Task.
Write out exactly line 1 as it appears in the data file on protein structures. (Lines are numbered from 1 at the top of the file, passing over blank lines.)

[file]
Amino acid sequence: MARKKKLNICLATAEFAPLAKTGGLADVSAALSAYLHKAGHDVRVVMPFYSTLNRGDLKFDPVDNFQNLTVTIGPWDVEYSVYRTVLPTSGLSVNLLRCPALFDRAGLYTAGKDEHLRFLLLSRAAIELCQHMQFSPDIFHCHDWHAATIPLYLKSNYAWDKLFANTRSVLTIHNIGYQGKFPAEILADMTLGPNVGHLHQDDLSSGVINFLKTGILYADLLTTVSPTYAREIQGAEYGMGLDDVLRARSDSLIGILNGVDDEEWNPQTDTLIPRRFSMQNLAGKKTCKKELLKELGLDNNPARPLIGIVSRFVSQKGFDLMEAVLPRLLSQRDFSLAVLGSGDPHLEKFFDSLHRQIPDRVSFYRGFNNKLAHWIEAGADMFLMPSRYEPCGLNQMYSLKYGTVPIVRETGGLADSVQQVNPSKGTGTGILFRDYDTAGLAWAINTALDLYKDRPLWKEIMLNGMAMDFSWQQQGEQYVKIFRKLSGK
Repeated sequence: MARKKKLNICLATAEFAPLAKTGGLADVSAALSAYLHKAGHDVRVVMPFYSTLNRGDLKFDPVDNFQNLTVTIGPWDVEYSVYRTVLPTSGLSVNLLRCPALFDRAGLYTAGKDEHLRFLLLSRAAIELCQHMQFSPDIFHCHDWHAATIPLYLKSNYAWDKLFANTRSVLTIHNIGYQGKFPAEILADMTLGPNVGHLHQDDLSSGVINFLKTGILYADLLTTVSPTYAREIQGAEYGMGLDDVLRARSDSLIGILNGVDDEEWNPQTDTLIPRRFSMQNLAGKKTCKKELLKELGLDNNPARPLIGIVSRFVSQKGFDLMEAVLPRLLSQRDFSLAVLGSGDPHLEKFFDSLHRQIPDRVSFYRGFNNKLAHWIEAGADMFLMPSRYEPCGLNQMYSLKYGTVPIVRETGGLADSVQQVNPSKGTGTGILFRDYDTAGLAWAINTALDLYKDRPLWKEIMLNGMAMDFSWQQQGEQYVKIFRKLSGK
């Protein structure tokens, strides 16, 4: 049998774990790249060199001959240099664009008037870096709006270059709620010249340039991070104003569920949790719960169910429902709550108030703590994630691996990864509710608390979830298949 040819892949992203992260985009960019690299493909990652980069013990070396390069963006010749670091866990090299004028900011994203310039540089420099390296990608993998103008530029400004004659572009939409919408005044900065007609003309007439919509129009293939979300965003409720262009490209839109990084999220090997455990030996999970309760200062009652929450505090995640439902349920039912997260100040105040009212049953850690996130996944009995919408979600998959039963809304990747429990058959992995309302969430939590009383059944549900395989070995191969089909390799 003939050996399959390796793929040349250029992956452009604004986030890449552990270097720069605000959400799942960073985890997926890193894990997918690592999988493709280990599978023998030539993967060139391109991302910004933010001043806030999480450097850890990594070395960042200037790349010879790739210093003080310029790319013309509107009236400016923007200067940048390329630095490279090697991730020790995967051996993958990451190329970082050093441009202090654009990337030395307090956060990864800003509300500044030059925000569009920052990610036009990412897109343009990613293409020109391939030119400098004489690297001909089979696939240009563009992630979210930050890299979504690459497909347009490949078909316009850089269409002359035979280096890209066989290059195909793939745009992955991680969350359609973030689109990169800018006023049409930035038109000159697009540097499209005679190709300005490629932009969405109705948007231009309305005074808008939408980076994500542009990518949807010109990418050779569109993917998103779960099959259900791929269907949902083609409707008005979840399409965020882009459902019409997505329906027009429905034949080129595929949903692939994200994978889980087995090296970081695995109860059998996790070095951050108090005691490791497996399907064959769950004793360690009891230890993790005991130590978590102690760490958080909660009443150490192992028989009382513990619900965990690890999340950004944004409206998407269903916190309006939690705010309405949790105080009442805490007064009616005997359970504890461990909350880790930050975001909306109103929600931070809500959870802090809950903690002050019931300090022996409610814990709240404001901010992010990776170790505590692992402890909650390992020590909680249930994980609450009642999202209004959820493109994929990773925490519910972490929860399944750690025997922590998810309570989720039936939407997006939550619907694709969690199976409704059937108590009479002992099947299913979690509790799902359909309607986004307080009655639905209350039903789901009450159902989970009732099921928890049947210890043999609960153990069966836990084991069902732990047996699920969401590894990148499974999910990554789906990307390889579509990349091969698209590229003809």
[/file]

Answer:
Amino acid sequence: MARKKKLNICLATAEFAPLAKTGGLADVSAALSAYLHKAGHDVRVVMPFYSTLNRGDLKFDPVDNFQNLTVTIGPWDVEYSVYRTVLPTSGLSVNLLRCPALFDRAGLYTAGKDEHLRFLLLSRAAIELCQHMQFSPDIFHCHDWHAATIPLYLKSNYAWDKLFANTRSVLTIHNIGYQGKFPAEILADMTLGPNVGHLHQDDLSSGVINFLKTGILYADLLTTVSPTYAREIQGAEYGMGLDDVLRARSDSLIGILNGVDDEEWNPQTDTLIPRRFSMQNLAGKKTCKKELLKELGLDNNPARPLIGIVSRFVSQKGFDLMEAVLPRLLSQRDFSLAVLGSGDPHLEKFFDSLHRQIPDRVSFYRGFNNKLAHWIEAGADMFLMPSRYEPCGLNQMYSLKYGTVPIVRETGGLADSVQQVNPSKGTGTGILFRDYDTAGLAWAINTALDLYKDRPLWKEIMLNGMAMDFSWQQQGEQYVKIFRKLSGK